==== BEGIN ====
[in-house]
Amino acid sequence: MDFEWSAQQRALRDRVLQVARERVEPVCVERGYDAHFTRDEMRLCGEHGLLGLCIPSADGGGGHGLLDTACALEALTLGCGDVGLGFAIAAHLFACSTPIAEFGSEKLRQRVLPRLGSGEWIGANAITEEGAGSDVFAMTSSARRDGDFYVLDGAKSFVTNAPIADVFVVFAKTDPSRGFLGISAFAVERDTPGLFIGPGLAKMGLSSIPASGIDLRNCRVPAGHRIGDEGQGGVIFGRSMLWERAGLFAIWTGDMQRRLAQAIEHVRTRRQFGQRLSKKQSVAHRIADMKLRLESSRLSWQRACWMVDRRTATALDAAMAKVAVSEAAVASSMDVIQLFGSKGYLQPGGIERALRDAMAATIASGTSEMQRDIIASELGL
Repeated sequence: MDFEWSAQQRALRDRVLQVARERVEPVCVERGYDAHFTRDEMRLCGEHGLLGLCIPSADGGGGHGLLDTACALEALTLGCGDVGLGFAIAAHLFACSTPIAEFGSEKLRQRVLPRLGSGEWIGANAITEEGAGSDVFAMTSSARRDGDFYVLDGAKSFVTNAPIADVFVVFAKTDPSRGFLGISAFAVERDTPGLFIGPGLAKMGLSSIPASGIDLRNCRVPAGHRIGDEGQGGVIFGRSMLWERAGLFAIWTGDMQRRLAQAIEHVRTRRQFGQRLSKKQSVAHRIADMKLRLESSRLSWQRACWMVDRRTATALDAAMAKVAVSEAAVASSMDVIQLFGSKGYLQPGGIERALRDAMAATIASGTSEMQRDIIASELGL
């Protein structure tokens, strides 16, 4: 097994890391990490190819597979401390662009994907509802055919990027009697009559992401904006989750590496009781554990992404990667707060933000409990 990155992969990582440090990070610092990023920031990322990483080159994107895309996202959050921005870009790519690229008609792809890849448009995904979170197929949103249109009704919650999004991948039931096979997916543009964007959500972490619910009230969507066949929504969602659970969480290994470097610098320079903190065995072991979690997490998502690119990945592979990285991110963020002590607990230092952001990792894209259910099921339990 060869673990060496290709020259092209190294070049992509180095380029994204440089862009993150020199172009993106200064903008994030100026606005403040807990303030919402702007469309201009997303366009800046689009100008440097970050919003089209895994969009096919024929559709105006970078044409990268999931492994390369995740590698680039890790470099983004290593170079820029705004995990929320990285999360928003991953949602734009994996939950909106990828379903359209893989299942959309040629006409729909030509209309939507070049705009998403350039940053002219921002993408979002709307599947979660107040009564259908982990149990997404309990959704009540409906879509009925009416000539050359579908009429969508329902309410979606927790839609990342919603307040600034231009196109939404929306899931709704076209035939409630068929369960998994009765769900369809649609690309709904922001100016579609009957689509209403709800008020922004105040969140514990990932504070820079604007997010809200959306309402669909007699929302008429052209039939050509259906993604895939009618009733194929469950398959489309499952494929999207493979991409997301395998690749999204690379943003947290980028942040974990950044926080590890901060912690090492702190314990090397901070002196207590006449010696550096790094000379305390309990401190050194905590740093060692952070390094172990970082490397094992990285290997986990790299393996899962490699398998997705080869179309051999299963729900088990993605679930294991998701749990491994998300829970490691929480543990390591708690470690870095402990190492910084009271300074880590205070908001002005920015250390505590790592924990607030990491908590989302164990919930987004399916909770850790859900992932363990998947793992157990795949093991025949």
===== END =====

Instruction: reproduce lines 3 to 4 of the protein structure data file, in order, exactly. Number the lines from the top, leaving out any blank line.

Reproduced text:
Repeated sequence: MDFEWSAQQRALRDRVLQVARERVEPVCVERGYDAHFTRDEMRLCGEHGLLGLCIPSADGGGGHGLLDTACALEALTLGCGDVGLGFAIAAHLFACSTPIAEFGSEKLRQRVLPRLGSGEWIGANAITEEGAGSDVFAMTSSARRDGDFYVLDGAKSFVTNAPIADVFVVFAKTDPSRGFLGISAFAVERDTPGLFIGPGLAKMGLSSIPASGIDLRNCRVPAGHRIGDEGQGGVIFGRSMLWERAGLFAIWTGDMQRRLAQAIEHVRTRRQFGQRLSKKQSVAHRIADMKLRLESSRLSWQRACWMVDRRTATALDAAMAKVAVSEAAVASSMDVIQLFGSKGYLQPGGIERALRDAMAATIASGTSEMQRDIIASELGL
């Protein structure tokens, strides 16, 4: 097994890391990490190819597979401390662009994907509802055919990027009697009559992401904006989750590496009781554990992404990667707060933000409990 990155992969990582440090990070610092990023920031990322990483080159994107895309996202959050921005870009790519690229008609792809890849448009995904979170197929949103249109009704919650999004991948039931096979997916543009964007959500972490619910009230969507066949929504969602659970969480290994470097610098320079903190065995072991979690997490998502690119990945592979990285991110963020002590607990230092952001990792894209259910099921339990 060869673990060496290709020259092209190294070049992509180095380029994204440089862009993150020199172009993106200064903008994030100026606005403040807990303030919402702007469309201009997303366009800046689009100008440097970050919003089209895994969009096919024929559709105006970078044409990268999931492994390369995740590698680039890790470099983004290593170079820029705004995990929320990285999360928003991953949602734009994996939950909106990828379903359209893989299942959309040629006409729909030509209309939507070049705009998403350039940053002219921002993408979002709307599947979660107040009564259908982990149990997404309990959704009540409906879509009925009416000539050359579908009429969508329902309410979606927790839609990342919603307040600034231009196109939404929306899931709704076209035939409630068929369960998994009765769900369809649609690309709904922001100016579609009957689509209403709800008020922004105040969140514990990932504070820079604007997010809200959306309402669909007699929302008429052209039939050509259906993604895939009618009733194929469950398959489309499952494929999207493979991409997301395998690749999204690379943003947290980028942040974990950044926080590890901060912690090492702190314990090397901070002196207590006449010696550096790094000379305390309990401190050194905590740093060692952070390094172990970082490397094992990285290997986990790299393996899962490699398998997705080869179309051999299963729900088990993605679930294991998701749990491994998300829970490691929480543990390591708690470690870095402990190492910084009271300074880590205070908001002005920015250390505590790592924990607030990491908590989302164990919930987004399916909770850790859900992932363990998947793992157990795949093991025949």